I don’t know what the authors originally had in mind for this, back in the days before Orbit expanded their contract to six, then nine books. (Stuff must be selling well. Good on them.) I wonder if they intended to take things further from the Sun than the asteroids, or planned on moving away from the throwback fun. There was a bit of deeper stuff in Leviathan Wakes, but mostly it was Solar System noir and vomit zombies. By Book Four, we’ve looked at religion, the place of violence in human society, Self vs. Other, serious considerations of how we might colonize the Solar System, and all sorts of heavy stuff. There are still explosions and butt kicking, but it’s more cerebral butt kicking. The evolution of the protomolecule is a good reference point for charting the path these books have taken. Fair warning that, while I will remain intentionally vague on some points, this will probably constitute mild spoilers for earlier in the series.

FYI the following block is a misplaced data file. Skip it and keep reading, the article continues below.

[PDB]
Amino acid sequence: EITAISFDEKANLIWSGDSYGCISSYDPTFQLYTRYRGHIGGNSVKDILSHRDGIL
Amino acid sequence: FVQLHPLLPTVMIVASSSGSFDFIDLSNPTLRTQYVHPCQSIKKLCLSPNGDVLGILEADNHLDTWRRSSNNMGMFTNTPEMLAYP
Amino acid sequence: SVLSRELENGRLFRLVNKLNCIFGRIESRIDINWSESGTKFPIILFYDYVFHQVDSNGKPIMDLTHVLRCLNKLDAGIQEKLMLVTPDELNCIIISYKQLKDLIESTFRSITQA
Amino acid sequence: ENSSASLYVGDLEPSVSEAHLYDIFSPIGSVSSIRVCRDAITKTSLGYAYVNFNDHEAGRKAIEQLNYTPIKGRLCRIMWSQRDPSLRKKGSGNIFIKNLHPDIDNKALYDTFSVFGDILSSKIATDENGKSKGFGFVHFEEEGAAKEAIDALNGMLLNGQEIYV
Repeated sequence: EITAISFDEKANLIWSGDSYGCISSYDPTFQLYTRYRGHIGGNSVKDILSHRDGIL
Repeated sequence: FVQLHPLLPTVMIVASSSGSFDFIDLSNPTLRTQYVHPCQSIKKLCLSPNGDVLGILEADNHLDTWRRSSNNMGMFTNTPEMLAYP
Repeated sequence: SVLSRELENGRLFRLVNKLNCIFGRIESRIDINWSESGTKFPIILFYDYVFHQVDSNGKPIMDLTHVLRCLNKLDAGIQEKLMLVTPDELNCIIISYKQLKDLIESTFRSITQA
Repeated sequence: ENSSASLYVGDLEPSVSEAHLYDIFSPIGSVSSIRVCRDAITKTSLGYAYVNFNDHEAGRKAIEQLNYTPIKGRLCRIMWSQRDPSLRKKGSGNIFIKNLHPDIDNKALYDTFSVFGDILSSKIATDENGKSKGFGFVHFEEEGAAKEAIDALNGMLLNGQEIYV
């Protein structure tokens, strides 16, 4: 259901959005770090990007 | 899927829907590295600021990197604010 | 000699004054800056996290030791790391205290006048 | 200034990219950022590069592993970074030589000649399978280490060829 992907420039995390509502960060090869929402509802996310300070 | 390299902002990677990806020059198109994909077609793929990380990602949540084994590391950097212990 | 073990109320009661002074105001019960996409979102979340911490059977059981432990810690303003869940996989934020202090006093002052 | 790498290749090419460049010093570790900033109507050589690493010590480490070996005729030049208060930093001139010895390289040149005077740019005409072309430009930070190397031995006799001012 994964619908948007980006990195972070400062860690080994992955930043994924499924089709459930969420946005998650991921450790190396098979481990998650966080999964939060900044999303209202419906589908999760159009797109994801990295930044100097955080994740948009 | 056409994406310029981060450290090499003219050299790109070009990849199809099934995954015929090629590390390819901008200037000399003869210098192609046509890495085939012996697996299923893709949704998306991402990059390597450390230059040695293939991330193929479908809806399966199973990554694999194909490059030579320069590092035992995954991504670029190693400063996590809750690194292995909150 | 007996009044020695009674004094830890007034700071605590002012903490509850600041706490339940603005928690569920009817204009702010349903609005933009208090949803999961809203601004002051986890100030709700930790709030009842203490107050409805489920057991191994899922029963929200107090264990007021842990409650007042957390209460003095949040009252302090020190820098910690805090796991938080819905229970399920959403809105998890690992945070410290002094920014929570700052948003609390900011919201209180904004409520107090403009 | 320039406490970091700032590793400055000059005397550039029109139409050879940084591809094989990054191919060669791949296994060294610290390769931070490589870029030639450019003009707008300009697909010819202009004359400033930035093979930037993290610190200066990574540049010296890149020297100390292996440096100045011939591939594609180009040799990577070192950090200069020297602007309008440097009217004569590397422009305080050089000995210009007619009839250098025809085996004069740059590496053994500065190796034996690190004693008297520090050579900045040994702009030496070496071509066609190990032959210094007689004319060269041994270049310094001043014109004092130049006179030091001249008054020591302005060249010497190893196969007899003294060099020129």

In the first book, the protomolecule is, if not evil, at least very threatening. At worst, it feels a bit like the precursor to an alien invasion, at best the sort of coldly superior intelligence that treats humanity like an ant colony. In book two, the protomolecule is mostly on the sidelines, as people once again try to exterminate themselves. (Corey ranks up with David Brin’s Existence in faintly hopeful pessimism here. And me. Honestly, if we as a race survive the next hundred years, I will be pleasantly surprised. But I digress.) In book three, the protomolecule has half-devoured Venus and created some giant BMO (Big Mysterious Object) out past Neptune, while Miller, half of the crime-solving team of Leviathan Wakes, has sort of come back from the dead to haunt the remaining half, James Holden. By the end of things in book three, we learn that the protomolecule is just a tool, its creators wielded awesome power, and now they’re all extinct at the hand of something even scarier. Nobody is going to purposefully smash humanity, though people do a pretty good job of enabling death-by-protomolecule with or without actual alien malice. Finally, the protomolecule has opened a gate to the stars, so colonists can rush madly out, at the risk of incurring the wrath of whatever offed the protomolecule builders. Follow this? We’ve come a long way.